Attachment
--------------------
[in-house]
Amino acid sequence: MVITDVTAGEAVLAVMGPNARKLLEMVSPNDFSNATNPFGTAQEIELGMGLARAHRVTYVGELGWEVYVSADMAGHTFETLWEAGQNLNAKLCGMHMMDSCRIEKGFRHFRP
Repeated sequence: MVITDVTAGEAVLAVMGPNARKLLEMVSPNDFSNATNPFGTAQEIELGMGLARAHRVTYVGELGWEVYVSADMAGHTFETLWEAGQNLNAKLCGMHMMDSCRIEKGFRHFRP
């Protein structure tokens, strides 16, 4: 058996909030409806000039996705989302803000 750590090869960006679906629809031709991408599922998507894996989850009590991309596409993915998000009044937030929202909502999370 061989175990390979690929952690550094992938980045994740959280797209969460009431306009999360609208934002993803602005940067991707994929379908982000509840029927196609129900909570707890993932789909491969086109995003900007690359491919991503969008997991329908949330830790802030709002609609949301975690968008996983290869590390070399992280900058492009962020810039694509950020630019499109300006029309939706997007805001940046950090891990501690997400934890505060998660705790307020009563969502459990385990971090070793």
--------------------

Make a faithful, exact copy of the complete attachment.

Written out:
[in-house]
Amino acid sequence: MVITDVTAGEAVLAVMGPNARKLLEMVSPNDFSNATNPFGTAQEIELGMGLARAHRVTYVGELGWEVYVSADMAGHTFETLWEAGQNLNAKLCGMHMMDSCRIEKGFRHFRP
Repeated sequence: MVITDVTAGEAVLAVMGPNARKLLEMVSPNDFSNATNPFGTAQEIELGMGLARAHRVTYVGELGWEVYVSADMAGHTFETLWEAGQNLNAKLCGMHMMDSCRIEKGFRHFRP
């Protein structure tokens, strides 16, 4: 058996909030409806000039996705989302803000 750590090869960006679906629809031709991408599922998507894996989850009590991309596409993915998000009044937030929202909502999370 061989175990390979690929952690550094992938980045994740959280797209969460009431306009999360609208934002993803602005940067991707994929379908982000509840029927196609129900909570707890993932789909491969086109995003900007690359491919991503969008997991329908949330830790802030709002609609949301975690968008996983290869590390070399992280900058492009962020810039694509950020630019499109300006029309939706997007805001940046950090891990501690997400934890505060998660705790307020009563969502459990385990971090070793």